One of the ways Farid combated these initial issues was focusing heavily on his relationship with the people he was photographing. “A significant part of the process involved spending time with these people, where I wasn’t just taking their photographs,” Farid says. “I feel like building genuine relationships with the people I was photographing allowed me to develop an emotional connection and trust which translated into the photographs.”
Throughout the series, the ease people feel around Farid is palpable; in moments of group socialising the perspective Farid offers gives the impression that he’s involved, taking a shot of his friends. And in more crafted scenes, subjects appear entirely comfortable in his presence, easing their gaze directly into the lens. In one shot, a group of friends perch upon various objects – a plastic chair, a motorbike, the floor – while enraptured in a scene out of shot. The placement of the camera, seemingly from within the gaggle, perfectly captures the array of expressions, enrapture, amusement and confusion. In another, a child sits on a chair, looking calmly into the camera, the green of his shirt blending with the blue of the wall to create a serene if not slightly ethereal scene.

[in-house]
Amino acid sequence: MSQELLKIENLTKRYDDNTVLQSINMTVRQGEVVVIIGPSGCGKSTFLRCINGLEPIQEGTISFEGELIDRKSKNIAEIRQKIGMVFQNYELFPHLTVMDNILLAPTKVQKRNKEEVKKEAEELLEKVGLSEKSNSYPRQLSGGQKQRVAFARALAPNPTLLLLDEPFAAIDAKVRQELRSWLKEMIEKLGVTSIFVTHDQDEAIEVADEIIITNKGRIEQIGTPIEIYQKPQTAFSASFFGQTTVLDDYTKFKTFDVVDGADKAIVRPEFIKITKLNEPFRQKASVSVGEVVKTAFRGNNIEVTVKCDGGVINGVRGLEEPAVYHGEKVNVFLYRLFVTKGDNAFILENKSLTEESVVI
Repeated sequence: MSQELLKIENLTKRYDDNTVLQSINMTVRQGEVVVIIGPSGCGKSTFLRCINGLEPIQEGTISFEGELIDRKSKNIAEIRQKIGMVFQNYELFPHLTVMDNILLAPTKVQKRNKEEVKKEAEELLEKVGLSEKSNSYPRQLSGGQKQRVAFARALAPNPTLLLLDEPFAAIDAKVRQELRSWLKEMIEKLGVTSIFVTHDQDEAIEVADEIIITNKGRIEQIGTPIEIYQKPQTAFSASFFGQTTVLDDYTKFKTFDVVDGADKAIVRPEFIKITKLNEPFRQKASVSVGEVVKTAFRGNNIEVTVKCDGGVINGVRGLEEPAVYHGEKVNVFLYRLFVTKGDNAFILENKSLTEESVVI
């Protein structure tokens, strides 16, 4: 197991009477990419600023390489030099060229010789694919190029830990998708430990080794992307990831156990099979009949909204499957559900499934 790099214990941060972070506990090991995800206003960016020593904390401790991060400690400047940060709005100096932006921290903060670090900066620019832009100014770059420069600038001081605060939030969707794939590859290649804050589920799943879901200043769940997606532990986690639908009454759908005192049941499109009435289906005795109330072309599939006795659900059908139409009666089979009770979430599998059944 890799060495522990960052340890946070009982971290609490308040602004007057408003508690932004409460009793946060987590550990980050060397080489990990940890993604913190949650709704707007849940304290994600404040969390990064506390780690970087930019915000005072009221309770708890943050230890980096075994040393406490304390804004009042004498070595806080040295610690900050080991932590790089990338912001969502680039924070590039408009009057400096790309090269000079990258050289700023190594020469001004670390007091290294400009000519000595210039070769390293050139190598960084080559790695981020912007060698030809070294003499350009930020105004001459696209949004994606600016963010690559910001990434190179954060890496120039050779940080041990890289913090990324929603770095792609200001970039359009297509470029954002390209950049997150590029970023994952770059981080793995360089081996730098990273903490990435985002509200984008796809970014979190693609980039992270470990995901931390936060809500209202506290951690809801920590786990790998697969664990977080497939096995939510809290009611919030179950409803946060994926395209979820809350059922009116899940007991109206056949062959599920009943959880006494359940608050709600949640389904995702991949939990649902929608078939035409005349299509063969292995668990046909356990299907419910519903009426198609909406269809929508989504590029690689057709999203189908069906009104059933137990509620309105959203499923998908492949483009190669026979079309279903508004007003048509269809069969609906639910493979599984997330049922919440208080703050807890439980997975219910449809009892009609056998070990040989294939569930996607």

Now, while Farid’s passion for Indonesia remains, he’s looking to expand his focus and to turn his lens to other geographical locations, uncovering the connections they may withhold. “I am deeply curious about people and places in general, and I’m always intrigued to continuously seek out new experiences and observe how I behave,” Farid ends. We’re certain that wherever Farid choses to turn his lens to next, the result will be as equally moving and meditative as Angan-Angan Harsa.